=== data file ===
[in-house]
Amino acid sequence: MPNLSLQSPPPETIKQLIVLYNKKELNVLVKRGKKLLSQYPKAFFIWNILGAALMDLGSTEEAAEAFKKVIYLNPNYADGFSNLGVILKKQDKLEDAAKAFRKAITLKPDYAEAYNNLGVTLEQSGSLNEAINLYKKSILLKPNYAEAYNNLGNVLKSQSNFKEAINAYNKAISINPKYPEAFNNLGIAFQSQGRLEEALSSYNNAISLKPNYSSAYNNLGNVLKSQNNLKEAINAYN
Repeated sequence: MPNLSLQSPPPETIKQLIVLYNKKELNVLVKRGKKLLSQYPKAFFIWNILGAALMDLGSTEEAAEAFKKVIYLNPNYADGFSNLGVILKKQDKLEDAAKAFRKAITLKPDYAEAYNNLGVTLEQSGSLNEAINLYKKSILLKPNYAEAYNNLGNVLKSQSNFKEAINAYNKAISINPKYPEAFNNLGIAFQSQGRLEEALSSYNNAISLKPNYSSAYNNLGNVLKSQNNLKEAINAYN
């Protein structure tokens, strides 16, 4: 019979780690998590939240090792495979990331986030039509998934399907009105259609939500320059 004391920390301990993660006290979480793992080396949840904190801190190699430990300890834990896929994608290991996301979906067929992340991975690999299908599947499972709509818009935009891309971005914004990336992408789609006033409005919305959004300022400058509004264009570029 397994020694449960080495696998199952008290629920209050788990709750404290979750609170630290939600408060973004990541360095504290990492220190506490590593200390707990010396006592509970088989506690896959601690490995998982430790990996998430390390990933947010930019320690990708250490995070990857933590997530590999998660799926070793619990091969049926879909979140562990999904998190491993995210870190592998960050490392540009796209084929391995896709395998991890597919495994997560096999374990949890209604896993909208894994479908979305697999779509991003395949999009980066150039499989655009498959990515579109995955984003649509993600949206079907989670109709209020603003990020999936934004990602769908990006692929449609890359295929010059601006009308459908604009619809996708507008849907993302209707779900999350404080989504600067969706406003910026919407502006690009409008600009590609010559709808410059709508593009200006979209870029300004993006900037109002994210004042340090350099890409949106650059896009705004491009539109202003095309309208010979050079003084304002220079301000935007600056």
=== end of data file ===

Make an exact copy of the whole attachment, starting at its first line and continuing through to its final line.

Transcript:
[in-house]
Amino acid sequence: MPNLSLQSPPPETIKQLIVLYNKKELNVLVKRGKKLLSQYPKAFFIWNILGAALMDLGSTEEAAEAFKKVIYLNPNYADGFSNLGVILKKQDKLEDAAKAFRKAITLKPDYAEAYNNLGVTLEQSGSLNEAINLYKKSILLKPNYAEAYNNLGNVLKSQSNFKEAINAYNKAISINPKYPEAFNNLGIAFQSQGRLEEALSSYNNAISLKPNYSSAYNNLGNVLKSQNNLKEAINAYN
Repeated sequence: MPNLSLQSPPPETIKQLIVLYNKKELNVLVKRGKKLLSQYPKAFFIWNILGAALMDLGSTEEAAEAFKKVIYLNPNYADGFSNLGVILKKQDKLEDAAKAFRKAITLKPDYAEAYNNLGVTLEQSGSLNEAINLYKKSILLKPNYAEAYNNLGNVLKSQSNFKEAINAYNKAISINPKYPEAFNNLGIAFQSQGRLEEALSSYNNAISLKPNYSSAYNNLGNVLKSQNNLKEAINAYN
């Protein structure tokens, strides 16, 4: 019979780690998590939240090792495979990331986030039509998934399907009105259609939500320059 004391920390301990993660006290979480793992080396949840904190801190190699430990300890834990896929994608290991996301979906067929992340991975690999299908599947499972709509818009935009891309971005914004990336992408789609006033409005919305959004300022400058509004264009570029 397994020694449960080495696998199952008290629920209050788990709750404290979750609170630290939600408060973004990541360095504290990492220190506490590593200390707990010396006592509970088989506690896959601690490995998982430790990996998430390390990933947010930019320690990708250490995070990857933590997530590999998660799926070793619990091969049926879909979140562990999904998190491993995210870190592998960050490392540009796209084929391995896709395998991890597919495994997560096999374990949890209604896993909208894994479908979305697999779509991003395949999009980066150039499989655009498959990515579109995955984003649509993600949206079907989670109709209020603003990020999936934004990602769908990006692929449609890359295929010059601006009308459908604009619809996708507008849907993302209707779900999350404080989504600067969706406003910026919407502006690009409008600009590609010559709808410059709508593009200006979209870029300004993006900037109002994210004042340090350099890409949106650059896009705004491009539109202003095309309208010979050079003084304002220079301000935007600056």